What the ever-loving fuck. By 15, I had already been paying taxes for a couple of years. I'm 8 months pregnant right now with a child I am having rather late in life and I can't believe the level of supervision a mom is expected to give her child these days. How in the hell do mothers get anything else done in the day? What the hell do you do if you have to work? Daycare is so damned expensive! How can anybody afford to get through the summer without mortgaging their home to pay for the camps and daycare needed to provide 24 hour care for their children until they are teenagers? Can I just decide not to have this baby? This article scares the SHIT out of me. I was left alone so much as a kid, I don't think I can be my child's jailer for the next 12 years without losing my mind.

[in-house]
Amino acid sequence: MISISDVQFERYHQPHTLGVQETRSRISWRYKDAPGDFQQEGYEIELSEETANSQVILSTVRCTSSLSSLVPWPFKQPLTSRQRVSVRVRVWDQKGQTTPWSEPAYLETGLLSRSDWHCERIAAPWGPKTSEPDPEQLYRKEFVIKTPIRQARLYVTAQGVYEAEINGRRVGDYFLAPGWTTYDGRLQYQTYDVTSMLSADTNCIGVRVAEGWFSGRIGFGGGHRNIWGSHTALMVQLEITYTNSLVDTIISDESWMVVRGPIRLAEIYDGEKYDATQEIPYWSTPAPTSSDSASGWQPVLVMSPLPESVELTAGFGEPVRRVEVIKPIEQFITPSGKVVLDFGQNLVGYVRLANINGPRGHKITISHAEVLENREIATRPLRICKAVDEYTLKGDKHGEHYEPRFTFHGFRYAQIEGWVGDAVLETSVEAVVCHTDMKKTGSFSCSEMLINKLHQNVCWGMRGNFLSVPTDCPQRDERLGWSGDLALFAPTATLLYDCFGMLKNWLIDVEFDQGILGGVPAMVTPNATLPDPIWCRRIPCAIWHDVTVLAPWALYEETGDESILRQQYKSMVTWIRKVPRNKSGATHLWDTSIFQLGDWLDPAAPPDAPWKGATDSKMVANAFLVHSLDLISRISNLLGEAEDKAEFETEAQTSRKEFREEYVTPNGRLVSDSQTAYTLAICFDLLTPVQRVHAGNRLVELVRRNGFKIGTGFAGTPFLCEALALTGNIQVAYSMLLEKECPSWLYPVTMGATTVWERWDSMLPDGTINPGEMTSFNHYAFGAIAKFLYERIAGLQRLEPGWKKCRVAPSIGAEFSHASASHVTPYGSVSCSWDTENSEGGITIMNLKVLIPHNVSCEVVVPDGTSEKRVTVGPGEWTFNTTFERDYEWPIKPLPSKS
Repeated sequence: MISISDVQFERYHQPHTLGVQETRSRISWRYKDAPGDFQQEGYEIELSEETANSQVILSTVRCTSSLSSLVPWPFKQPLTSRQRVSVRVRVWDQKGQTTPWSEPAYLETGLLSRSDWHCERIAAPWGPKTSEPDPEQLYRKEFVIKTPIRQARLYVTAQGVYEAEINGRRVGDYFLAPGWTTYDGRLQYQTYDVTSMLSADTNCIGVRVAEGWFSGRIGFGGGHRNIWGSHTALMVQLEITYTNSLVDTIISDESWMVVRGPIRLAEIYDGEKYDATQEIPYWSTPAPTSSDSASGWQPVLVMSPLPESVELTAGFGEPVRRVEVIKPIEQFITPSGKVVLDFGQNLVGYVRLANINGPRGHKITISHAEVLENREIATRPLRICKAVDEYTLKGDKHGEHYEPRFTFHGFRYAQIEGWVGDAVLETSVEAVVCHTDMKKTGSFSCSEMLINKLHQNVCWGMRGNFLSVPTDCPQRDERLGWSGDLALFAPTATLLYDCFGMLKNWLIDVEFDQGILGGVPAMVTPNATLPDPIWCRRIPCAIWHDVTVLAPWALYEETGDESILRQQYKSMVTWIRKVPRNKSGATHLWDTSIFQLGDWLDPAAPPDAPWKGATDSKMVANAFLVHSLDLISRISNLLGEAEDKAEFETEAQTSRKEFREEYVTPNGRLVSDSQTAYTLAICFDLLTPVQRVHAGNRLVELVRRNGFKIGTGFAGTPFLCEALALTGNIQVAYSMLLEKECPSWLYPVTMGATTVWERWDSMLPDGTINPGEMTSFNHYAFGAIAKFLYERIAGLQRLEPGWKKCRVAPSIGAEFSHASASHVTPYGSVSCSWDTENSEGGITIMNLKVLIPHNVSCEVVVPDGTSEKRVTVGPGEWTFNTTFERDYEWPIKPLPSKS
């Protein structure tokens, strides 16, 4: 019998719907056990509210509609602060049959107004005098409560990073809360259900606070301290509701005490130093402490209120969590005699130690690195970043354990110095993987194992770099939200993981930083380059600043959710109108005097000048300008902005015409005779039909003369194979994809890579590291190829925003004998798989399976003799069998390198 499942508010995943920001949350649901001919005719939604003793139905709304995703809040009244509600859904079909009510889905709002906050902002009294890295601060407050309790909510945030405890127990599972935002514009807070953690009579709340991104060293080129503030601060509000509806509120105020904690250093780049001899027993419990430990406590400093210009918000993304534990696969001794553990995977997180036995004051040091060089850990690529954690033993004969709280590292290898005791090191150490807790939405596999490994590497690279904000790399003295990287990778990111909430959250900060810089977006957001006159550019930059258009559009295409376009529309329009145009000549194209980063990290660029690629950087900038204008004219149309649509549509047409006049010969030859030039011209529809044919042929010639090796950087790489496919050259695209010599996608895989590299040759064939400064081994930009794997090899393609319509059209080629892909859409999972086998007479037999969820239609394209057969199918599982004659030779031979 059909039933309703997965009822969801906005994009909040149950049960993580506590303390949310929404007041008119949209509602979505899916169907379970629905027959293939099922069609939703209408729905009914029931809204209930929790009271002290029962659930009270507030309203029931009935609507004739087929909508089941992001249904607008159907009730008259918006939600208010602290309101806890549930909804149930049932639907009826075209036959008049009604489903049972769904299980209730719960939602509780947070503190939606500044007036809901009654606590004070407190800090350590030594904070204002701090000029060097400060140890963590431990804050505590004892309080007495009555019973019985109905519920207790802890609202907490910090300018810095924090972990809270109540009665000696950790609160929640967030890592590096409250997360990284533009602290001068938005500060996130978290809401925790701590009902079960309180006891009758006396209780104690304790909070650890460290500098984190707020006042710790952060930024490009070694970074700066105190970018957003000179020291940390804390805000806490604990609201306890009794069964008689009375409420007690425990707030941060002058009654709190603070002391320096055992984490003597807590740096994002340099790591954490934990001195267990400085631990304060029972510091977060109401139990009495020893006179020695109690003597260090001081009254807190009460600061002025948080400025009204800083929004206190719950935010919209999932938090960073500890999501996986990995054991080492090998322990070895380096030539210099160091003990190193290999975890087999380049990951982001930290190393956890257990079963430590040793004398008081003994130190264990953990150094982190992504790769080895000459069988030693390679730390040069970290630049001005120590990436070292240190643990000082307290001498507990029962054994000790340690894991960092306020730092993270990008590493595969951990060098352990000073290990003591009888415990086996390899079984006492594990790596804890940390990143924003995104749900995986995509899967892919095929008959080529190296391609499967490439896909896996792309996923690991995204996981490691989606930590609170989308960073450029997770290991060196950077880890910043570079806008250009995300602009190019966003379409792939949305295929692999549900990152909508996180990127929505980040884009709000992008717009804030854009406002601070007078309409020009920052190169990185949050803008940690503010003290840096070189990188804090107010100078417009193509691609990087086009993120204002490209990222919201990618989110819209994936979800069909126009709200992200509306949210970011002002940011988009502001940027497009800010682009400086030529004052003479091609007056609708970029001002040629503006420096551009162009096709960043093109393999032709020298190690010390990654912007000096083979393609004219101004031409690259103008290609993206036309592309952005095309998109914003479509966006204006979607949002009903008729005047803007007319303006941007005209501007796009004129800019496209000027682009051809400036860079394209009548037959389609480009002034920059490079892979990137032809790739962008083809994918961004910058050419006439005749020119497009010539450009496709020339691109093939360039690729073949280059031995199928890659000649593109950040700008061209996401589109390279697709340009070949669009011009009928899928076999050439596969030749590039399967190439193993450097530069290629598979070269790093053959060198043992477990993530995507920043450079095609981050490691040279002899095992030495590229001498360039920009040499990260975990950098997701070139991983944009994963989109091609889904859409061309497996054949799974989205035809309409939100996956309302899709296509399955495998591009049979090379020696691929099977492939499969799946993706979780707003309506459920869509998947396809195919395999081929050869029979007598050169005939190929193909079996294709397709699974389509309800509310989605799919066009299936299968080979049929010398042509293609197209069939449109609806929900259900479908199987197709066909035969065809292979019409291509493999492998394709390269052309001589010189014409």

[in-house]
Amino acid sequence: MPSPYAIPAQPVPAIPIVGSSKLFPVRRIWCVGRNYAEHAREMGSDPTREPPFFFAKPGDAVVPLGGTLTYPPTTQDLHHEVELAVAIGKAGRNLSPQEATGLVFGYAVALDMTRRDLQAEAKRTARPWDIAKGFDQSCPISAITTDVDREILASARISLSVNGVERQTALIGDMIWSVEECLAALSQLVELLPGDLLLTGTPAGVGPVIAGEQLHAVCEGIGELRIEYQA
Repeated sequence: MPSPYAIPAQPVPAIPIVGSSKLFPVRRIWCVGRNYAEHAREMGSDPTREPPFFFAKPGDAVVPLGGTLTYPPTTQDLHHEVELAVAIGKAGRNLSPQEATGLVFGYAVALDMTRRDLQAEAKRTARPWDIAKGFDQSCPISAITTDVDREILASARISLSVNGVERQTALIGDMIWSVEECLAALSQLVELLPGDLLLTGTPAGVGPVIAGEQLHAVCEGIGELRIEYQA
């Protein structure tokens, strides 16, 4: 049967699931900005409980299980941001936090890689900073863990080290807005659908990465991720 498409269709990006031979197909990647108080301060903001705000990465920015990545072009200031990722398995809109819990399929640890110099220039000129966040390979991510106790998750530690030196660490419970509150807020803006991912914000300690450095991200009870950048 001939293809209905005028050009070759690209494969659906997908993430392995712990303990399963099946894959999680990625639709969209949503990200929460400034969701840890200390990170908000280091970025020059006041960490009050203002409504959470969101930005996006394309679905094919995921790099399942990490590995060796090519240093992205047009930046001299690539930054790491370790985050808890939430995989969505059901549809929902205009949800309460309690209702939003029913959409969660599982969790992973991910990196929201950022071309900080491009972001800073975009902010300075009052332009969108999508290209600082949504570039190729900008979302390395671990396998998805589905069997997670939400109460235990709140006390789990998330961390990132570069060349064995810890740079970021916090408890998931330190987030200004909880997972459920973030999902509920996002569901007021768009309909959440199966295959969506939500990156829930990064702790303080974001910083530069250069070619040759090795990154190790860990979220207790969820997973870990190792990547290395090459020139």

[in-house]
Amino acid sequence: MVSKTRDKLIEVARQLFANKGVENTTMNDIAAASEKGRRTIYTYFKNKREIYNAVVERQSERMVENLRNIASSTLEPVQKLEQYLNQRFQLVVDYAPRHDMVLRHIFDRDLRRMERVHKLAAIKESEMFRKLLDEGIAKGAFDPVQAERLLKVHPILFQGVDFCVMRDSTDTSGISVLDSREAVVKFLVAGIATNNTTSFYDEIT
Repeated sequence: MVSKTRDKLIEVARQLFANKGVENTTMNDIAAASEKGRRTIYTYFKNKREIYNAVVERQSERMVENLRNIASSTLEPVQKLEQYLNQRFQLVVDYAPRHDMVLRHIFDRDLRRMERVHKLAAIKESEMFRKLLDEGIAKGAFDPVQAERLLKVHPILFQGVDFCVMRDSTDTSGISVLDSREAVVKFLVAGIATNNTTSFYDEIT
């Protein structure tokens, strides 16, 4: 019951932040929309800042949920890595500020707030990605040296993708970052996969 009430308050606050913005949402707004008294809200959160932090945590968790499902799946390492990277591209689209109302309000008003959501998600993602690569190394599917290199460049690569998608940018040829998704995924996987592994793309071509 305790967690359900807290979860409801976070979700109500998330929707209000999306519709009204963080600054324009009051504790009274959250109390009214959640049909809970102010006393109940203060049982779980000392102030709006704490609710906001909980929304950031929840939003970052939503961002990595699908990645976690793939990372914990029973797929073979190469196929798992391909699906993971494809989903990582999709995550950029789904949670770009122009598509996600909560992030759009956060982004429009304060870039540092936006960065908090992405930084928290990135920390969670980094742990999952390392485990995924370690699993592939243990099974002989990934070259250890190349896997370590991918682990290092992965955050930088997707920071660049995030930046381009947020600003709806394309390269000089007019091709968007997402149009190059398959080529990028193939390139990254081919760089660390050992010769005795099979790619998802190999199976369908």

posted by Foam Pants at 12:18 AM on July 28, 2018 [8 favorites]


"Yes, society is over-protective of pregnant women; except that social institutions and society are virtually silent on the increased risk to the mother and fetus to die via intimate partner violence."

That's a great point. It also strongly supports the argument I made in my previous comment.

I note also that recommendations about eating during pregnancy could, in theory, be directed toward parents and families given that these are often shared meals. One might argue, well, ultimately it's about what the pregnant woman ingests. However, consider the larger category of what families eat, in terms of health recommendations -- those recommendations could, theoretically, be aimed at couples or parents, but they're almost always aimed at women alone. If men aren't expected to share responsibility in that case, they certainly aren't going to be expected to share responsibility for prenatal-health-aware meals when their partner is pregnant. But they should when their meals are shared.